Research has shown that quality mentoring programs have been associated with helping young people navigate through life‘s experiences and challenges. Over the last 20 years, obesity among young people has been on the rise in the United States causing a concern for society, including the life challenge it creates for the young person. The obesity rise has been attributed to many factors including lack of personal role models that encourage exercise. Studies show that increased physical activity has consistently related to improvements in self-esteem, self-concept, depressive symptoms, and anxiety and stress (Calfas, K.J. and Taylor, WC., 1994).
In southwest Minnesota, using mentoring as a program strategy to address this issue, a ten-week afterschool Science and Movement (S.A.M.) 4-H club was designed utilizing a new volunteer audience of college health science students as mentors. The objectives for youth mentee participants in this research study focused on healthy living, exposure to higher education, and community awareness. Program design from the University of Minnesota Extension Center for Youth Development partnered with Southwest Minnesota State University Health Science department, local family fitness center and local middle school.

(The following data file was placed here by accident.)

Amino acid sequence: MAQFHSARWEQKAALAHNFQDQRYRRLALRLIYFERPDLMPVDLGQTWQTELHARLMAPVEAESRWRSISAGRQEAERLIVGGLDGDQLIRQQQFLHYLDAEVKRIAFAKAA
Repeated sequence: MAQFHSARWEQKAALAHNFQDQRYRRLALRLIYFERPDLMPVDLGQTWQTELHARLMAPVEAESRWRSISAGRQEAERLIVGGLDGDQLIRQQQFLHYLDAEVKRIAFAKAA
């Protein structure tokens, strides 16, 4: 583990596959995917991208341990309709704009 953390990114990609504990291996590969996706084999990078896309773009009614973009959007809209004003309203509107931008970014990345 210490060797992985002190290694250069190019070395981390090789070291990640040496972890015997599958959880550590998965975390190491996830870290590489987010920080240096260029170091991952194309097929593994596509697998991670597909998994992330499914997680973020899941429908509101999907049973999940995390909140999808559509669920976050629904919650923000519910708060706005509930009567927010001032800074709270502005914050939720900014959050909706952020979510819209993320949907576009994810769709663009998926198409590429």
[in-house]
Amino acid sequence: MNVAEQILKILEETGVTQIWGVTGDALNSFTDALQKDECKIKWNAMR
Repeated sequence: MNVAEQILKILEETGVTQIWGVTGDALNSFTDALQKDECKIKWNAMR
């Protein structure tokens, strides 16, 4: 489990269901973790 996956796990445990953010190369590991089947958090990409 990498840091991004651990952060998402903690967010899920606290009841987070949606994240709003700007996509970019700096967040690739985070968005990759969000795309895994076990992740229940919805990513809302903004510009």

Qualitative evaluations and data conclude that program objectives were met. The implication of study shows that young people desired to make a healthy living behavior change based on the positive relationships built with their college mentor. Anecdotal evidence from mentor evaluations concludes that utilizing mentoring as a service-learning strategy became a powerful way to give deeper meaning to a college student‘s educational experience.
Conway, Judith; Olson, Carrie Ann; Jeffers, Brent.
Changing Adolescent Healthy Living Behavior Through Mentoring.
University of Minnesota Extension.
Retrieved from the University of Minnesota Digital Conservancy,
Content distributed via the University of Minnesota's Digital Conservancy may be subject to additional license and use restrictions applied by the depositor.